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Fernando, Madra S. (1973) The syntax of complex sentences in Sinhalese. PhD thesis. SOAS University of London.

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Abstract

This thesis discusses the syntax of complex sentences in Sinhalese within the framework of a generative transformational theory of grammar as outlined in Chomsky (1957), and since developed by him and others. The particular model for this study is the 'Standard Theory' of Chomsky (1965). The Introduction outlines the theoretical framework of the study, and gives a brief description of Sinhalese. The particular variety of Sinhalese discussed is specified, and an account of the linguistic investigation of Sinhalese given. Chapter 2 presents a phrase structure grammar capable of generating simple sentences in Sinhalese. Chapter 3 introduces one of the principal mechanisms of complex sentence formation, relativisation. It is demonstrated that the processes of relativisation suffice to derive several types of nominal modifiers. Chapter 4 introduces another major recursive mechanism, complementation. Several types of complement constructions are discussed, and the majority are shown to be NP complements. A few types appear to be VP complements, but conditions are suggested under which they could be considered NP complements. Chapters 5 to 8 examine a series of special constructions. All except one are shown to be derived from complex underlying structures, and it is demonstrated that the general principles of complementation can handle all these. It is argued that pseudo-cleft sentences however, are derived from underlying simple sentences. Chapter 5 deals with modal constructions. Chapter 6 with involitive sentences. Chapter 7 with causative sentences, and Chapter 8 with sentences of emphatic assertion and negation, and pseudo-cleft constructions. Chapter 9 examines a third major recursive mechanism, conjunction. Chapter 10 introduces adverbials, and examines tentatively the suggestion that few additional rules are required to account for such constructions. Finally, Chapter 11 discusses, again tentatively, a rather different type of complex sentence, comparative constructions.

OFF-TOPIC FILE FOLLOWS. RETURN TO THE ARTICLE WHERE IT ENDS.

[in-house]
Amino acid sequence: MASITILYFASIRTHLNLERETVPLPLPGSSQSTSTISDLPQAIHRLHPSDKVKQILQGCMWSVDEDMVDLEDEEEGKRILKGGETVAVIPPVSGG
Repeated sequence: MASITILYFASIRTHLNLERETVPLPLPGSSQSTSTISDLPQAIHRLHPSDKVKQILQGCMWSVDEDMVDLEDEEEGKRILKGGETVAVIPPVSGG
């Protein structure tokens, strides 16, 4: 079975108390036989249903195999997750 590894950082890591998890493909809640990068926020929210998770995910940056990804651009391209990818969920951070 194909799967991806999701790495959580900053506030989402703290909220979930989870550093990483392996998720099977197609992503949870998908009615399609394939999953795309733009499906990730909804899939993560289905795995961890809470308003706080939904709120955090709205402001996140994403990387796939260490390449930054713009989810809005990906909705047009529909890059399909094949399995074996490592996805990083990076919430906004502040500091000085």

Item Type: Theses (PhD)
SOAS Departments & Centres: SOAS Research Theses > Proquest
Date Deposited: 16 Oct 2018 15:11
URI: https://eprints.soas.ac.uk/id/eprint/29331

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